Groupcall is the messaging system used up schools up here in Aberdeen.  There are about 2,500 schools using it in the UK and Europe, so it’s influence is growing.

It was co-funded by Sir Bob Geldof and essentially is for general and emergency communication between a school and its parents and provides solutions for education, public and private sectors.

Our local authority has now allowed Groupcall unlimited for all schools.


I wholly approve of increased communications between home and school, and I have had notifications of both good and bad behaviour in school, as well as new news items and reminders of special days at schools.

Essentially, it’s used to text parents snippets of news about the school, their children and any other communications parents want to send home.

The idea is to improve parental engagement and lower costs, but there really does need to be more local authority input into HOW these messaging systems are used.

It’s a good thing used properly, but it should NEVER take the place of the person to person telephone call in some situations in my opinion.

What about when it goes wrong?

  1. What about a school using it as a way to send a message to a parent or guardian that a child is missing?
  2. What about the parents who don’t even get that text, and don’t find out their child was missing for hours until another parent contacts them?
  3. What about the parents who are bombarded with so many texts that they just begin to ignore them?

The arguments

I’ve listened to the arguments of improving parent / school contact, but I don’t believe that if a child is missing, a parent should be told by groupcall text only.

I’ve been told by my local secondary school here in Aberdeen that it is local authority procedure to report a child missing from school by text.

Yes, I know a text suits some people and not others, and strangely, males seem to be happier with the chance of a text than women, but I am one major techy nerd and I think Groupcall alone just doesn’t cut the mustard in notifying parents.

I have also been told that as the kids who were missing from school weren’t usually skivers, that they hadn’t been flagged up as a problem when they went missing.  I’d have thought the opposite should have applied, but that’s just my parenting expectations it seems.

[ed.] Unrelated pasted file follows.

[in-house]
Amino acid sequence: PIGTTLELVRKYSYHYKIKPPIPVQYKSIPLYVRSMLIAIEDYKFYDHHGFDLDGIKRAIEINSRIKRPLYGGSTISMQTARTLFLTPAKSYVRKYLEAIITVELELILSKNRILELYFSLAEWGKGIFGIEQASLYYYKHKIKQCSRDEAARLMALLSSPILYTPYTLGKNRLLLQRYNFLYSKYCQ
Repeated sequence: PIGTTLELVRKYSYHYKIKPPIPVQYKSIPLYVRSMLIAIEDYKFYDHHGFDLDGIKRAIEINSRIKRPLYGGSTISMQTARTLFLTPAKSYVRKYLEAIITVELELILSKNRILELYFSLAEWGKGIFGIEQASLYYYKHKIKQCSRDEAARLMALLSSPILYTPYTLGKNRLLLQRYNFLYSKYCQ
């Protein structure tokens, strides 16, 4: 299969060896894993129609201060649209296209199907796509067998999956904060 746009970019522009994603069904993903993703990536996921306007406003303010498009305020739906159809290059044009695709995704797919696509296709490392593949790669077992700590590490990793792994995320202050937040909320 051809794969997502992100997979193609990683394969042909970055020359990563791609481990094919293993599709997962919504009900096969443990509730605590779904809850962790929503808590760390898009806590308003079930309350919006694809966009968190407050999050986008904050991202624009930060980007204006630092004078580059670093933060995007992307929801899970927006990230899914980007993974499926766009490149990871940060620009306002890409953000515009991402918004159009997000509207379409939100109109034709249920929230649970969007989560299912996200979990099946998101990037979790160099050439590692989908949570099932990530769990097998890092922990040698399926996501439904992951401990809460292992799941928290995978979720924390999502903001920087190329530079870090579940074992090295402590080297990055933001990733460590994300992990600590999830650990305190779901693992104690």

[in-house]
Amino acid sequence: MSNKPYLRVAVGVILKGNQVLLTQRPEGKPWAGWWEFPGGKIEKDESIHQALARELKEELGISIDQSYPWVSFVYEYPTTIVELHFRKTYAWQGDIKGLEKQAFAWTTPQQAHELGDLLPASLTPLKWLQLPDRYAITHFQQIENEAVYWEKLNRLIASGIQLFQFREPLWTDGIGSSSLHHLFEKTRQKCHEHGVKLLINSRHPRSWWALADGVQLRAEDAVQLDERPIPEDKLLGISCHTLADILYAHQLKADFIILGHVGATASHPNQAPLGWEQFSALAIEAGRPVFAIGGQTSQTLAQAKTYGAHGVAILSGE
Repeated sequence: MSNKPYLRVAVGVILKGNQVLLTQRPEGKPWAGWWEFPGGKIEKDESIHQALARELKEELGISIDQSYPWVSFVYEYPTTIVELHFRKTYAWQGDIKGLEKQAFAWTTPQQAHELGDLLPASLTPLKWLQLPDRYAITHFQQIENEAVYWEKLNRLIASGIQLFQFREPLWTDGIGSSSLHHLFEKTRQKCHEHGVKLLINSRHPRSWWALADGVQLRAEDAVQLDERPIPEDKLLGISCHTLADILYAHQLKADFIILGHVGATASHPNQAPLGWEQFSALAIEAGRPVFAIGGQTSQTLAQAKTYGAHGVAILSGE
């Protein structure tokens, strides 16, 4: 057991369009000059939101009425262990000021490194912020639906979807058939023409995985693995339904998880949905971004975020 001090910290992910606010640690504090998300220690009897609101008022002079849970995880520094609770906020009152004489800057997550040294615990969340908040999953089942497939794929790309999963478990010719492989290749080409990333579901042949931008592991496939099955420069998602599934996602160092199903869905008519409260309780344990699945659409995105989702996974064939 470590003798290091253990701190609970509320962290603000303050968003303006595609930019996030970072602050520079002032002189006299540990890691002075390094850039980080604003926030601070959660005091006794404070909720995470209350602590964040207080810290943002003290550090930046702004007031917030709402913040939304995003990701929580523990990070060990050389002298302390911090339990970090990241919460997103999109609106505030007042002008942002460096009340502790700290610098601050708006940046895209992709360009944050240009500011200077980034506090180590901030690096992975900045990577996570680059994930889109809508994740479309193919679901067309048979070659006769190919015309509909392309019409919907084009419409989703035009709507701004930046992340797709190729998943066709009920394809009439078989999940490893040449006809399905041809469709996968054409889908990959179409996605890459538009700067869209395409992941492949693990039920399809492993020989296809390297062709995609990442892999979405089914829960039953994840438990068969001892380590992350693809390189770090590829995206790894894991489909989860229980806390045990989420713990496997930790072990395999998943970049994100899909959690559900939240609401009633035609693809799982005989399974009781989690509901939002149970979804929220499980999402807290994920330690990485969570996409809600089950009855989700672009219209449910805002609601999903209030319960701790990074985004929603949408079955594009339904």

Some people said they’d be happier with a text.  Well whatddya know, your kid is missing for hours, but don’t worry, it can wait until your next tea break.

If a child is missing and it’s not usual behaviour – it’s an EMERGENCY in my opinion.

Shame on the schools devolving their duty of care to kids by delegating it to a text that may or may not arrive.

Posted on 21 Comments

How Long After a Child is Missing Should Schools Contact Parents, and HOW?

Talking about my local authority and education policy in Aberdeen has mostly been focussed on my middle child who is fairly impaired brain wise.  I have had the odd niggle with a teacher at primary school, but it was pretty good for eldest there.

Moving on to secondary at the tender age of 11 – 12, things change dramatically.   He’s not the best, nor the worst behaved at secondary, but apart from a few minutes late sometimes, he’s not been a truanter at all.

Our secondary is a few miles away from the village, so kids are transported there by bus and he is there half an hour before school starts EVERY DAY.

A few days ago, my boy, along with a few others went to registration as normal.

At about 12.30 – 1pm I noticed a TEXT on my phone saying.

“Your child has not shown up to their Period 3 class today.  Please contact the school to inform us of the reason for this absence.  Thank you”

I contact the school to be told he hadn’t shown up for his Period 4 class either.  There were a few other kids also missing, but they wouldn’t tell me who they were.  It’s easier to find a group than one child, but hey ho, we have to follow the rules.

He had effectively been missing since 10.55 – almost 2 hours – and they didn’t think that was a necessary reason to actually call a parent and speak to someone in person.

That meant by the time I found him after trawling the streets round school, he’d been missing for nearly 3 hours.